Shanghai Expo Declared Smoke-free
Beijing, 29 October 2010 - The World Health Organization (WHO) and the Ministry of Health , are today declaring that the Shanghai Expo 2010 is smoke-free in accord with the WHO Framework Convention on Tobacco Control Article 8: Protection from exposure to tobacco smoke. Following a process of iterative review and tightening of measures to create smoke-free environments in the Expo venue, tobacco control measures at Shanghai Expo have been steadily improving since the event opened on May 1. A survey by Fudan University indicates that the measures to create a smoke-free environment have been effectively implemented on the whole and are popular among visitors.
"Although we have not yet reached perfection, the achievements we've seen in Shanghai are very impressive," Said WHO Representative, Dr Michael O'Leary. "WHO congratulates China and Shanghai on putting effective policies in place and continually improving their implementation as they have proved feasible and popular over the past 6 months. We look forward to seeing these policies expanded to all of Shanghai and to all of China to protect people from deadly tobacco smoke."
All pavilion indoor public areas and restaurants are 100% smoke-free. Outdoor smokers are directed to designated smoking areas only. Lighters are confiscated at the security posts at Expo venue entry gates. Visitors receive text messages on their mobile phones advising them that smoking is allowed only in designated areas, and hundreds of volunteers are on hand to remind visitors of the smoke-free policy, reinforcing abundant signage and loudspeaker messages. Pavilion-holders received a letter from Shanghai authorities advising them that smoking is not allowed anywhere in any of the pavilions. Attendance at Shanghai Expo has reached more than one million people in a day, and nearly 70 million people have enjoyed the smoke-free environment in the venue.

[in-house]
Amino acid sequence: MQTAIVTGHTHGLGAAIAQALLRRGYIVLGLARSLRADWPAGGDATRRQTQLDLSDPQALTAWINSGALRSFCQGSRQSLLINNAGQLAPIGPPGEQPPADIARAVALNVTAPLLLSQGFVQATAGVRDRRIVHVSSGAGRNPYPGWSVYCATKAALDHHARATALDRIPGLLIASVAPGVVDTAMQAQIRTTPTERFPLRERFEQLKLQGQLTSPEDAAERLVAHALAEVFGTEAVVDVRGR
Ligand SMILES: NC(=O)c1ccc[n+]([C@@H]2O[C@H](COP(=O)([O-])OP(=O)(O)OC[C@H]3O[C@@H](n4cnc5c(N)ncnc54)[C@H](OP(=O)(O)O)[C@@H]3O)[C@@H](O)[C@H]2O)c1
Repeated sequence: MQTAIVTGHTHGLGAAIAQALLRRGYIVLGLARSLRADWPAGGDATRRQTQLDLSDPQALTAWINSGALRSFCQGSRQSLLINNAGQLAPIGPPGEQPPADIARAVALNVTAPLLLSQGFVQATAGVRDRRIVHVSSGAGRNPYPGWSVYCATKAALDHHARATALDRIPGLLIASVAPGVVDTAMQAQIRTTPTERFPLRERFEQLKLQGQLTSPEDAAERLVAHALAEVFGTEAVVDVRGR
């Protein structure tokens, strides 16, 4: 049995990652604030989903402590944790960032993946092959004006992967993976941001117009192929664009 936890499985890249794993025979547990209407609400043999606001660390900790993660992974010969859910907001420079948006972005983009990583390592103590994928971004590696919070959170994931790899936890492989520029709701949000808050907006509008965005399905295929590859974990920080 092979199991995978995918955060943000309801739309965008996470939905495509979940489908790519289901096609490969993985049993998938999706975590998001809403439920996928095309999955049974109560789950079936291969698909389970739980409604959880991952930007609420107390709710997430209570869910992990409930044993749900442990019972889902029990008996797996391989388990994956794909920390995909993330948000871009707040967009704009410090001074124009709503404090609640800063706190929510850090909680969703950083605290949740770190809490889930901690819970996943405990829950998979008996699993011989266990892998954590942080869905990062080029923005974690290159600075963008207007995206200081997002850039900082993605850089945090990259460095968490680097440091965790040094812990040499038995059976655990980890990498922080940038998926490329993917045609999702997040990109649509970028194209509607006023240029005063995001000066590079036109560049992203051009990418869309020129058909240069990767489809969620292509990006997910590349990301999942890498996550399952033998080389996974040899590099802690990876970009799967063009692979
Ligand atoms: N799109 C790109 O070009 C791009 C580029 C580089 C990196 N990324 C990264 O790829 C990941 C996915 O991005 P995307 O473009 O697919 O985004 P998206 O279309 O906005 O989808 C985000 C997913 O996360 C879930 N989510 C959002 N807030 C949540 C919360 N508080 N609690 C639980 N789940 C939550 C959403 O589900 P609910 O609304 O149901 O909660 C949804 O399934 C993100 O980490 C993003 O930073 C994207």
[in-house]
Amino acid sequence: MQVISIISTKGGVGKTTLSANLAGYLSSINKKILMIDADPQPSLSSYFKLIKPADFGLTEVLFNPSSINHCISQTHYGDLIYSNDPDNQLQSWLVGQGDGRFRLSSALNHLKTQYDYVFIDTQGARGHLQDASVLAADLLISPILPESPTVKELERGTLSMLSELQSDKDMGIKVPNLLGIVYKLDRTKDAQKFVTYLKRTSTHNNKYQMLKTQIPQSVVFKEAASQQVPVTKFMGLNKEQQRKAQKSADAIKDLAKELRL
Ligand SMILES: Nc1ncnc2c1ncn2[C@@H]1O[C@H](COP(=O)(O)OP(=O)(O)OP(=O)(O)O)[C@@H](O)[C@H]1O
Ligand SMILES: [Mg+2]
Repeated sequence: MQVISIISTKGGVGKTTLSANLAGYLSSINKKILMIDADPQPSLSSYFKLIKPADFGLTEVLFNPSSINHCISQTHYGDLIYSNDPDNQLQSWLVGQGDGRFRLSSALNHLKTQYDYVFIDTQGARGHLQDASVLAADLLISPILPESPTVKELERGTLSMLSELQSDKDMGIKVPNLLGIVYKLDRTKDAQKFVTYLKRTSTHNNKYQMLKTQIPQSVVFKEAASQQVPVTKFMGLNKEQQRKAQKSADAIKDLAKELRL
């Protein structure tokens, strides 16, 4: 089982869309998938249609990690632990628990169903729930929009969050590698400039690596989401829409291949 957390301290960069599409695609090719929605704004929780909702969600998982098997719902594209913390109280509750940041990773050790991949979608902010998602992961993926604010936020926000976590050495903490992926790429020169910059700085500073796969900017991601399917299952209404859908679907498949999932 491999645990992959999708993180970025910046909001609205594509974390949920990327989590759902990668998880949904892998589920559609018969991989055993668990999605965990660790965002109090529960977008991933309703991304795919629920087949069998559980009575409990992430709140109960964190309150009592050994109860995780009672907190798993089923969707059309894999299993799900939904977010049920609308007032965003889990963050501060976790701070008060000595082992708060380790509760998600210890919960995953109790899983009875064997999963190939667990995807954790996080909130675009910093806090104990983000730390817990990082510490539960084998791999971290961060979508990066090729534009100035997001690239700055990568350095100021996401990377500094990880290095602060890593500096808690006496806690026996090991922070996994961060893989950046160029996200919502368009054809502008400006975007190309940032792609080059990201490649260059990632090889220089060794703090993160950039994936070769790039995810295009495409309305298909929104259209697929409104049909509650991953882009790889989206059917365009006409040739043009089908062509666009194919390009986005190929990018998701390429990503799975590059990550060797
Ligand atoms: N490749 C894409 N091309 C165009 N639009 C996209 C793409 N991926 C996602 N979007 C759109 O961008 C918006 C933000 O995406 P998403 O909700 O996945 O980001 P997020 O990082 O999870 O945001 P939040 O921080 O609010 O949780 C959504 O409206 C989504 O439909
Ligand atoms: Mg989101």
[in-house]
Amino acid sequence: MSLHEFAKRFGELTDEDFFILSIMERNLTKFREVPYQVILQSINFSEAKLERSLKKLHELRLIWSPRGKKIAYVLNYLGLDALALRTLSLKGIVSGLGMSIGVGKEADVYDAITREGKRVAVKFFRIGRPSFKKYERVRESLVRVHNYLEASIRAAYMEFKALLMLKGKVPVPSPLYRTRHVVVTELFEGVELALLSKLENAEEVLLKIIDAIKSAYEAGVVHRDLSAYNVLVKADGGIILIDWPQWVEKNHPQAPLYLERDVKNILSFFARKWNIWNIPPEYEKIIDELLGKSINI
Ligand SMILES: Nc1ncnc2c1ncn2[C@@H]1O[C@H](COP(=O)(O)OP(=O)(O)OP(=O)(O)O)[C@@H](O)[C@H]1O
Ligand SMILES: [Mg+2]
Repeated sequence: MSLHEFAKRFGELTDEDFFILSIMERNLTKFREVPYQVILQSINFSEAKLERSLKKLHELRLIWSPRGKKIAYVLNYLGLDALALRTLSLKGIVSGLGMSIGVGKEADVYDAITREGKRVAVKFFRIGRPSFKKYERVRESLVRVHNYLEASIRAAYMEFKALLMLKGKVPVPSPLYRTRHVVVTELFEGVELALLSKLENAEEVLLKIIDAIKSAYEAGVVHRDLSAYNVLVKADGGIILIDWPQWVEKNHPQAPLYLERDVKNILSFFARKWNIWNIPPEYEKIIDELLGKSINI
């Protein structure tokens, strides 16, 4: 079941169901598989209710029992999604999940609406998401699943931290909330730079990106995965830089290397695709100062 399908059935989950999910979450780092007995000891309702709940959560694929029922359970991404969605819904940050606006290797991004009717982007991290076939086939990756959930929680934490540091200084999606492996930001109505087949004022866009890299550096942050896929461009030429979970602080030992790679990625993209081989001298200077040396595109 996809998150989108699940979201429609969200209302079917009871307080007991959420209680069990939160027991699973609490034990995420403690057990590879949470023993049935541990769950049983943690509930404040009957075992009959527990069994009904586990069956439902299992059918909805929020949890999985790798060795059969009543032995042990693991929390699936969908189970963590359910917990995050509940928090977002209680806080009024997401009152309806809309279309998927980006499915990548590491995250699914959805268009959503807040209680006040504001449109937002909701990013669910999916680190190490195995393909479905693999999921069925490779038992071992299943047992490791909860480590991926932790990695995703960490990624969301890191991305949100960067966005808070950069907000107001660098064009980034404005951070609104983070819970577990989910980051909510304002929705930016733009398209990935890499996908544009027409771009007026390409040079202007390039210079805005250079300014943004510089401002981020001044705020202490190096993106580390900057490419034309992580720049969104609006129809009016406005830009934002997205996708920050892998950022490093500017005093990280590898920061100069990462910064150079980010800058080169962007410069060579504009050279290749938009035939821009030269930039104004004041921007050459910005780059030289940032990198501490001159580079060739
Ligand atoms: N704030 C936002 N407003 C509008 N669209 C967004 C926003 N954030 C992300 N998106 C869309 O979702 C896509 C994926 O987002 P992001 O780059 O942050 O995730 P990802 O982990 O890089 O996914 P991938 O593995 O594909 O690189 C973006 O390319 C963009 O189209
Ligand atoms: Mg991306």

Dr. Qin Huaijin, Acting Director General, Department of Maternal and Child Health and Community Health, Ministry of Health noted: "The long duration of the Expo and the high population of visitors made the smoke-free Expo very challenging to implement." The smoke-free Expo further indicates that the policy of banning smoking 100% in indoor public places and workplaces is not only widely accepted in China, but also, it is popular. The 'smoke-free' Expo will certainly help advance the implementation of WHO-FCTC in China."
Tobacco use causes 1 in 10 deaths among adults worldwide – more than 5 million deaths a year globally and approximately 1 million deaths per year in China. This annual death toll is rising. As about one third of the world's smokers are Chinese, full implementation of the WHO Framework Convention on Tobacco Control in China is vitally important. The creation of smoke-free environments at Shanghai Expo including 100% smoke-free restaurants and pavilions is an important proof of concept showing that these measures are effective, feasible and popular in mainland China. Expo visitors and workers have been largely compliant in keeping indoor areas smoke-free and limiting outdoor smoking to designated smoking areas. The creation of a smoke-free Shanghai would bring the city up to the standard of world-class cities in developed and developing countries that have taken these measures. Examples include New York City, Paris, Rio de Janeiro, Mexico City, and thousands of cities in the 17 countries that are already smoke-free.
"Full implementation of the WHO Framework Convention on Tobacco Control will help current tobacco users quit, protect people from second-hand smoke and prevent young people from taking up the habit, among a host of other benefits,” added Dr O'Leary. The Convention calls for all indoor public places, workplaces and public transport to be 100% smoke-free.